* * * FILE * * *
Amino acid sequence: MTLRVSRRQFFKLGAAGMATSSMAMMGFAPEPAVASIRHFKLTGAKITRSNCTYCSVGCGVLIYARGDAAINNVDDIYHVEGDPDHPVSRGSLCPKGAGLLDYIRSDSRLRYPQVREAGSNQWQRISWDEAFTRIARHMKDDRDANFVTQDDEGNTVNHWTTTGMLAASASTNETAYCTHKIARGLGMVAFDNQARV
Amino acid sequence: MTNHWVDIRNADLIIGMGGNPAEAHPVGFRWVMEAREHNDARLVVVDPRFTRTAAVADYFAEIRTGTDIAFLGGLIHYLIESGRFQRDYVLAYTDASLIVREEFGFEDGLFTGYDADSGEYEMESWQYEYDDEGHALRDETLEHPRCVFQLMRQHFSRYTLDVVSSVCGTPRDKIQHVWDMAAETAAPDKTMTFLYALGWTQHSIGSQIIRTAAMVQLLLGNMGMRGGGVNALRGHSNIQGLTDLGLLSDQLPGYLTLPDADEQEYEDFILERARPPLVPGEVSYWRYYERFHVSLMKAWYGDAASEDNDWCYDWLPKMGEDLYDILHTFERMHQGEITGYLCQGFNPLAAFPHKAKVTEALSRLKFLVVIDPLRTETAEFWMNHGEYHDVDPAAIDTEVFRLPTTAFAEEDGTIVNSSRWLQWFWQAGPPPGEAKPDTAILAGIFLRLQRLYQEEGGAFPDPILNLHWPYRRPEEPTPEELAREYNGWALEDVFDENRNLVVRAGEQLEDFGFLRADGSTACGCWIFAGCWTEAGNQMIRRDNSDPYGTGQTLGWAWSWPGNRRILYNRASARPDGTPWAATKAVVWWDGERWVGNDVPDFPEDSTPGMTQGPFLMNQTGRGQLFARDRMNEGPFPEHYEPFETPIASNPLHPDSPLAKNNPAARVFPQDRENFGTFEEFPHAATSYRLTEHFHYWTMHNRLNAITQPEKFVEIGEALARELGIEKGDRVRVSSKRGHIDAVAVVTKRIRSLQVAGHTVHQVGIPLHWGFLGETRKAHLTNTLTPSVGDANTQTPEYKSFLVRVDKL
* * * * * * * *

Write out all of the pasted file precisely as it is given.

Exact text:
Amino acid sequence: MTLRVSRRQFFKLGAAGMATSSMAMMGFAPEPAVASIRHFKLTGAKITRSNCTYCSVGCGVLIYARGDAAINNVDDIYHVEGDPDHPVSRGSLCPKGAGLLDYIRSDSRLRYPQVREAGSNQWQRISWDEAFTRIARHMKDDRDANFVTQDDEGNTVNHWTTTGMLAASASTNETAYCTHKIARGLGMVAFDNQARV
Amino acid sequence: MTNHWVDIRNADLIIGMGGNPAEAHPVGFRWVMEAREHNDARLVVVDPRFTRTAAVADYFAEIRTGTDIAFLGGLIHYLIESGRFQRDYVLAYTDASLIVREEFGFEDGLFTGYDADSGEYEMESWQYEYDDEGHALRDETLEHPRCVFQLMRQHFSRYTLDVVSSVCGTPRDKIQHVWDMAAETAAPDKTMTFLYALGWTQHSIGSQIIRTAAMVQLLLGNMGMRGGGVNALRGHSNIQGLTDLGLLSDQLPGYLTLPDADEQEYEDFILERARPPLVPGEVSYWRYYERFHVSLMKAWYGDAASEDNDWCYDWLPKMGEDLYDILHTFERMHQGEITGYLCQGFNPLAAFPHKAKVTEALSRLKFLVVIDPLRTETAEFWMNHGEYHDVDPAAIDTEVFRLPTTAFAEEDGTIVNSSRWLQWFWQAGPPPGEAKPDTAILAGIFLRLQRLYQEEGGAFPDPILNLHWPYRRPEEPTPEELAREYNGWALEDVFDENRNLVVRAGEQLEDFGFLRADGSTACGCWIFAGCWTEAGNQMIRRDNSDPYGTGQTLGWAWSWPGNRRILYNRASARPDGTPWAATKAVVWWDGERWVGNDVPDFPEDSTPGMTQGPFLMNQTGRGQLFARDRMNEGPFPEHYEPFETPIASNPLHPDSPLAKNNPAARVFPQDRENFGTFEEFPHAATSYRLTEHFHYWTMHNRLNAITQPEKFVEIGEALARELGIEKGDRVRVSSKRGHIDAVAVVTKRIRSLQVAGHTVHQVGIPLHWGFLGETRKAHLTNTLTPSVGDANTQTPEYKSFLVRVDKL